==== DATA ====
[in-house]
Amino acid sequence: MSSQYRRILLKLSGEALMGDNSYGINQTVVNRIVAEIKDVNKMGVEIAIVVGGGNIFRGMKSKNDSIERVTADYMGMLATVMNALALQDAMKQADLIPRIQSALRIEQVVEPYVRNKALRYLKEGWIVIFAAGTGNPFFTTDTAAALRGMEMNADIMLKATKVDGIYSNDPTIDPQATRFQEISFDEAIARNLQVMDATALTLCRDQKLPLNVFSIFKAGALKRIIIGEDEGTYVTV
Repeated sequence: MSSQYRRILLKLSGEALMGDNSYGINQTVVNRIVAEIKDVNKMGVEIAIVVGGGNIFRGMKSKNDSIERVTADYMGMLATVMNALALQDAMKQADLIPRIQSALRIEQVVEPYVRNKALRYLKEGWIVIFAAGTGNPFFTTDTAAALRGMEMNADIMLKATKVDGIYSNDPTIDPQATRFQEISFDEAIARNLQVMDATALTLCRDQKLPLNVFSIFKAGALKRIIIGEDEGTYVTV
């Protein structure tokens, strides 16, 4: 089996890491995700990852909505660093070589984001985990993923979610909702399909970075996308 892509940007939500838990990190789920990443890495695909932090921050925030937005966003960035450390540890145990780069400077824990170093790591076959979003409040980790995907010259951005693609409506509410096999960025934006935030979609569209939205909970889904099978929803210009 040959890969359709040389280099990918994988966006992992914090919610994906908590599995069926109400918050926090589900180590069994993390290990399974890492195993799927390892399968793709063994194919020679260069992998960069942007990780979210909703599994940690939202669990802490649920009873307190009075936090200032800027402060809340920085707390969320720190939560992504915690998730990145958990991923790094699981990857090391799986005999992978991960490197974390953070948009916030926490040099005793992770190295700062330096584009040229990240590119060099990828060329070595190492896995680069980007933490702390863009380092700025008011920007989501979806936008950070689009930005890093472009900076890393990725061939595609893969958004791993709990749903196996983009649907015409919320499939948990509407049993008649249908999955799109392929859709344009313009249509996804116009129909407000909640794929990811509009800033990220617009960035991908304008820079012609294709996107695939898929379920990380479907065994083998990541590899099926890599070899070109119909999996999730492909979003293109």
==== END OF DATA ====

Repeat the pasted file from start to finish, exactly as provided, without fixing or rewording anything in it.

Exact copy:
[in-house]
Amino acid sequence: MSSQYRRILLKLSGEALMGDNSYGINQTVVNRIVAEIKDVNKMGVEIAIVVGGGNIFRGMKSKNDSIERVTADYMGMLATVMNALALQDAMKQADLIPRIQSALRIEQVVEPYVRNKALRYLKEGWIVIFAAGTGNPFFTTDTAAALRGMEMNADIMLKATKVDGIYSNDPTIDPQATRFQEISFDEAIARNLQVMDATALTLCRDQKLPLNVFSIFKAGALKRIIIGEDEGTYVTV
Repeated sequence: MSSQYRRILLKLSGEALMGDNSYGINQTVVNRIVAEIKDVNKMGVEIAIVVGGGNIFRGMKSKNDSIERVTADYMGMLATVMNALALQDAMKQADLIPRIQSALRIEQVVEPYVRNKALRYLKEGWIVIFAAGTGNPFFTTDTAAALRGMEMNADIMLKATKVDGIYSNDPTIDPQATRFQEISFDEAIARNLQVMDATALTLCRDQKLPLNVFSIFKAGALKRIIIGEDEGTYVTV
């Protein structure tokens, strides 16, 4: 089996890491995700990852909505660093070589984001985990993923979610909702399909970075996308 892509940007939500838990990190789920990443890495695909932090921050925030937005966003960035450390540890145990780069400077824990170093790591076959979003409040980790995907010259951005693609409506509410096999960025934006935030979609569209939205909970889904099978929803210009 040959890969359709040389280099990918994988966006992992914090919610994906908590599995069926109400918050926090589900180590069994993390290990399974890492195993799927390892399968793709063994194919020679260069992998960069942007990780979210909703599994940690939202669990802490649920009873307190009075936090200032800027402060809340920085707390969320720190939560992504915690998730990145958990991923790094699981990857090391799986005999992978991960490197974390953070948009916030926490040099005793992770190295700062330096584009040229990240590119060099990828060329070595190492896995680069980007933490702390863009380092700025008011920007989501979806936008950070689009930005890093472009900076890393990725061939595609893969958004791993709990749903196996983009649907015409919320499939948990509407049993008649249908999955799109392929859709344009313009249509996804116009129909407000909640794929990811509009800033990220617009960035991908304008820079012609294709996107695939898929379920990380479907065994083998990541590899099926890599070899070109119909999996999730492909979003293109």